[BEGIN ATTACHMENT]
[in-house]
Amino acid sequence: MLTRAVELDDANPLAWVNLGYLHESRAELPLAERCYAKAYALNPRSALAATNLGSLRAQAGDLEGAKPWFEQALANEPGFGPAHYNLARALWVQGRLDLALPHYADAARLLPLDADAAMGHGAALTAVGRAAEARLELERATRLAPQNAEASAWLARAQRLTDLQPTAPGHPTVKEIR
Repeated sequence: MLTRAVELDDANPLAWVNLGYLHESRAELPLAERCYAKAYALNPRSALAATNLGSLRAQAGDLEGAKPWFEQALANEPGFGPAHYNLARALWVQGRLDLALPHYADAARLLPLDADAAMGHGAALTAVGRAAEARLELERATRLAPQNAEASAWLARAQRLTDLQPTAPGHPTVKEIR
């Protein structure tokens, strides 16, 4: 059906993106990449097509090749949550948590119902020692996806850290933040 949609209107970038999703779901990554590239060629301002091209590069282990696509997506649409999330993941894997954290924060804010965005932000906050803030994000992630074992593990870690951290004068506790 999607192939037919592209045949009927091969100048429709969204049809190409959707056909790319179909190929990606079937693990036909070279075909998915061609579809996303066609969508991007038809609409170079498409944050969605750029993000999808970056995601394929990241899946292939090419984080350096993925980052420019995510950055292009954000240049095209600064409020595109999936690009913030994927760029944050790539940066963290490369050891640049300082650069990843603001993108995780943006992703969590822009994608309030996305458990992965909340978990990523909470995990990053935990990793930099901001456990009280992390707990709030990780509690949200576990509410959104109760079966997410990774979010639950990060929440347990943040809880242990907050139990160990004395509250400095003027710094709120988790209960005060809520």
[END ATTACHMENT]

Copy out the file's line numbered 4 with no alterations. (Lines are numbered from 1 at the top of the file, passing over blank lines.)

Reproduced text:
């Protein structure tokens, strides 16, 4: 059906993106990449097509090749949550948590119902020692996806850290933040 949609209107970038999703779901990554590239060629301002091209590069282990696509997506649409999330993941894997954290924060804010965005932000906050803030994000992630074992593990870690951290004068506790 999607192939037919592209045949009927091969100048429709969204049809190409959707056909790319179909190929990606079937693990036909070279075909998915061609579809996303066609969508991007038809609409170079498409944050969605750029993000999808970056995601394929990241899946292939090419984080350096993925980052420019995510950055292009954000240049095209600064409020595109999936690009913030994927760029944050790539940066963290490369050891640049300082650069990843603001993108995780943006992703969590822009994608309030996305458990992965909340978990990523909470995990990053935990990793930099901001456990009280992390707990709030990780509690949200576990509410959104109760079966997410990774979010639950990060929440347990943040809880242990907050139990160990004395509250400095003027710094709120988790209960005060809520």